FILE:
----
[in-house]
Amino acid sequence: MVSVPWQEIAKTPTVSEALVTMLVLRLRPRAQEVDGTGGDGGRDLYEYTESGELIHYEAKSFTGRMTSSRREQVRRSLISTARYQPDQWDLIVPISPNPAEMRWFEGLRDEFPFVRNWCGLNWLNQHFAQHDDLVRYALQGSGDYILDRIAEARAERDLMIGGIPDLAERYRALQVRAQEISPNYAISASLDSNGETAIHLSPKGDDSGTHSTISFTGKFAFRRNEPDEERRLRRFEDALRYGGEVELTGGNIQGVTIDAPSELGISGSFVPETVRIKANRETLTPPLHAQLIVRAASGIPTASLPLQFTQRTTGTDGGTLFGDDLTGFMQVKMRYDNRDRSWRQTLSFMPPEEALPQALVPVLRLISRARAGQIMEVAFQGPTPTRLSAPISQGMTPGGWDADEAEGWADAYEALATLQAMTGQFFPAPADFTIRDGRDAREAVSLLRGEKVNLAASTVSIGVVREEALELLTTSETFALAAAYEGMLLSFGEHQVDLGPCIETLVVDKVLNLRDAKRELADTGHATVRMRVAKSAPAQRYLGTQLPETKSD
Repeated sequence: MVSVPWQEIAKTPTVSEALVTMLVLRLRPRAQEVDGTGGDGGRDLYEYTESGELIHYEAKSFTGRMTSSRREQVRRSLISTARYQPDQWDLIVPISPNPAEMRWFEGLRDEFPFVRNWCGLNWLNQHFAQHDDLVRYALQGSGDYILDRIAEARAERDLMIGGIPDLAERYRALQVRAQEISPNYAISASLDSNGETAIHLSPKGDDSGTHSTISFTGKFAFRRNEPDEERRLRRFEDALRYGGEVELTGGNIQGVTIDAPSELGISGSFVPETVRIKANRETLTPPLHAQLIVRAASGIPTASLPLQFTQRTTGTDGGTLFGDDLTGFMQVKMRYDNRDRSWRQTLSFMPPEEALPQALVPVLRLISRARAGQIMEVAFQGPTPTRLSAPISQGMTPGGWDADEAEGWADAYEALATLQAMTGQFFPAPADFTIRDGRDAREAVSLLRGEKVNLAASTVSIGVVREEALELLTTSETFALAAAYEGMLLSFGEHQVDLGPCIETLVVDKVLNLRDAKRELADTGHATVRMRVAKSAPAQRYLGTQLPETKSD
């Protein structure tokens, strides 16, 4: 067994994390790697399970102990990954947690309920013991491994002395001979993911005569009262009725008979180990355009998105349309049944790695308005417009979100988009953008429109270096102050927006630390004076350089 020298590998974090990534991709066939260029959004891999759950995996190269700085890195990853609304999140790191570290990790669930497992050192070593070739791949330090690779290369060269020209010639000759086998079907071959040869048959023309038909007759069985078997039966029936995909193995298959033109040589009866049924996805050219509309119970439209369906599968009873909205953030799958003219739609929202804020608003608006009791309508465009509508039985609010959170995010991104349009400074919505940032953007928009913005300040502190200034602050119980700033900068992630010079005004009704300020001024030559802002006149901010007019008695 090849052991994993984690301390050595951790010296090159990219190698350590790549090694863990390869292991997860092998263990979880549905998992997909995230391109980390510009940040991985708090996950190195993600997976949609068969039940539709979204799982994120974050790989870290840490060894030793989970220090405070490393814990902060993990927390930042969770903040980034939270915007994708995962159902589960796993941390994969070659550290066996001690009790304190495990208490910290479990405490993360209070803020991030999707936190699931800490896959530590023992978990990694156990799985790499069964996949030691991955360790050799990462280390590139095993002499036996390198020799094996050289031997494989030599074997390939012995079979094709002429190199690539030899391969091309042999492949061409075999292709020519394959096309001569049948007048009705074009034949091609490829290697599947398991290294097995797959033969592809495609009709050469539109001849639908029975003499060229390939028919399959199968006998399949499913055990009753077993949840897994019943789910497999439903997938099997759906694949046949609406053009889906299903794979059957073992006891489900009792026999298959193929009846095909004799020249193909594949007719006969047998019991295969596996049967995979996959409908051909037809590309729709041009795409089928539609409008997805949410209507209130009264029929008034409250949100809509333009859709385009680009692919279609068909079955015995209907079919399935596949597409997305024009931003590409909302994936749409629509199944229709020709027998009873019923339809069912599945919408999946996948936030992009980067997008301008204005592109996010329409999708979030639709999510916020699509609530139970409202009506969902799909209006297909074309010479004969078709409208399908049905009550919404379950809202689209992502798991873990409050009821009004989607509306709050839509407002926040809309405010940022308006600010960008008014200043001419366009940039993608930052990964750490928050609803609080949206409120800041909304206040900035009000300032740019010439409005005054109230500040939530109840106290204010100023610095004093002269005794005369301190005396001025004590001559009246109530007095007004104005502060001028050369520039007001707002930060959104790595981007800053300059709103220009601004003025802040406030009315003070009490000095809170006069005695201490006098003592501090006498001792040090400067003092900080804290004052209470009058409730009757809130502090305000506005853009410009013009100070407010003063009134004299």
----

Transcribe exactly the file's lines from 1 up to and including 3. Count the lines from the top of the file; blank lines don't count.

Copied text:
[in-house]
Amino acid sequence: MVSVPWQEIAKTPTVSEALVTMLVLRLRPRAQEVDGTGGDGGRDLYEYTESGELIHYEAKSFTGRMTSSRREQVRRSLISTARYQPDQWDLIVPISPNPAEMRWFEGLRDEFPFVRNWCGLNWLNQHFAQHDDLVRYALQGSGDYILDRIAEARAERDLMIGGIPDLAERYRALQVRAQEISPNYAISASLDSNGETAIHLSPKGDDSGTHSTISFTGKFAFRRNEPDEERRLRRFEDALRYGGEVELTGGNIQGVTIDAPSELGISGSFVPETVRIKANRETLTPPLHAQLIVRAASGIPTASLPLQFTQRTTGTDGGTLFGDDLTGFMQVKMRYDNRDRSWRQTLSFMPPEEALPQALVPVLRLISRARAGQIMEVAFQGPTPTRLSAPISQGMTPGGWDADEAEGWADAYEALATLQAMTGQFFPAPADFTIRDGRDAREAVSLLRGEKVNLAASTVSIGVVREEALELLTTSETFALAAAYEGMLLSFGEHQVDLGPCIETLVVDKVLNLRDAKRELADTGHATVRMRVAKSAPAQRYLGTQLPETKSD
Repeated sequence: MVSVPWQEIAKTPTVSEALVTMLVLRLRPRAQEVDGTGGDGGRDLYEYTESGELIHYEAKSFTGRMTSSRREQVRRSLISTARYQPDQWDLIVPISPNPAEMRWFEGLRDEFPFVRNWCGLNWLNQHFAQHDDLVRYALQGSGDYILDRIAEARAERDLMIGGIPDLAERYRALQVRAQEISPNYAISASLDSNGETAIHLSPKGDDSGTHSTISFTGKFAFRRNEPDEERRLRRFEDALRYGGEVELTGGNIQGVTIDAPSELGISGSFVPETVRIKANRETLTPPLHAQLIVRAASGIPTASLPLQFTQRTTGTDGGTLFGDDLTGFMQVKMRYDNRDRSWRQTLSFMPPEEALPQALVPVLRLISRARAGQIMEVAFQGPTPTRLSAPISQGMTPGGWDADEAEGWADAYEALATLQAMTGQFFPAPADFTIRDGRDAREAVSLLRGEKVNLAASTVSIGVVREEALELLTTSETFALAAAYEGMLLSFGEHQVDLGPCIETLVVDKVLNLRDAKRELADTGHATVRMRVAKSAPAQRYLGTQLPETKSD